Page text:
The evidence is clear that state-sponsored hacking and some criminal, profit based hacking is specifically targeting the hallowed halls of our academic institutions.

How do They do it?

Good question. Here is the answer in a graphic from the Verizon report.

Phishing email was the predominant threat vector in the social category while the use of stolen credentials was the dominant hacking technique. One interesting thing to note is the number of incidents involving Social and one or more other vector.

How Would You Like to Get a Threat Vulnerabilty Education for FREE?

At Konsultek we believe an educated client is the best client. That’s why we offer a variety of free vulnerability assessments to help you determine both your risk exposure and the likelihood of that exposure in regards to the veracity of your current security measures. Who would you rather educate you, the good guys at Konsultek or the bad guys out in the wild? Well, what are you waiting for? Pick up the phone and give us a call today so we can get your vulnerability assessment scheduled ASAP!

 

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The 2017 Verizon Data Breach Investigations Report (DBIR) has been released and as always, it is chock full of fascinating facts about the current state of the hacking and cyber threat world. You can get the full report from Verizon for free here.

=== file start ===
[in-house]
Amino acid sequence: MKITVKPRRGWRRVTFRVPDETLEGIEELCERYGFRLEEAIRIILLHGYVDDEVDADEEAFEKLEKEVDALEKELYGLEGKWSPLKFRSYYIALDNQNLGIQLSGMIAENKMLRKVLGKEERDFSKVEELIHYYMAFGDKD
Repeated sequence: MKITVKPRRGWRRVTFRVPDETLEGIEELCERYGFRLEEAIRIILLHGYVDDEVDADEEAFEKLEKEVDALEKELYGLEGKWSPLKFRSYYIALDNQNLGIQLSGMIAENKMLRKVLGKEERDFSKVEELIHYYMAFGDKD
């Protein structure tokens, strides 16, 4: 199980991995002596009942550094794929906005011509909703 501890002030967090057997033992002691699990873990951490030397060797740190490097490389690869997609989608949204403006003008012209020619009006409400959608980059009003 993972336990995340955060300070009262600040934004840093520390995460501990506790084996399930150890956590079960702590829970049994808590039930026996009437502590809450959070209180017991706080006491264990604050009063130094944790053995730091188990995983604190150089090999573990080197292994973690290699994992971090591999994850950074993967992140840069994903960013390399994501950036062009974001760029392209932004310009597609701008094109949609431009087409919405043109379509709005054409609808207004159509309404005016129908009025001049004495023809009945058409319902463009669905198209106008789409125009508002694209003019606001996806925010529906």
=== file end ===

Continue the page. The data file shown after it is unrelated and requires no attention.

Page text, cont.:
Who are the Perps?

According to this year’s DBIR the breakdown of who’s been doing the most hacking looks like this:

  • 75% Perpetrated by outsiders
  • 51% Linked to organized criminal groups
  • 25% Involved internal actors
  • 18% Starred state affiliated actors
  • 3% Featured multiple parties
  • 2% Involved partners

How Did They Do it?

  • 62% Of breaches featured hacking
  • 51% Involved Malware
  • 81% Leveraged stolen or weak passwords
  • 43% Were social attacks
  • 14% Were linked to errors or privilege misuse
  • 8% Involve physical actions

The above information is just a sneak peek at a portion of the summary data contained in the 2017 DBIR. Next week we’ll take a deeper dive into what industries were hardest hit and by whom as well as get into specifics of how these industries were attacked.

 

 

 

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So what does motivate the latest generation of hackers? “Idealism and impressing their mates.” This according to a study by the British National Crime Agency.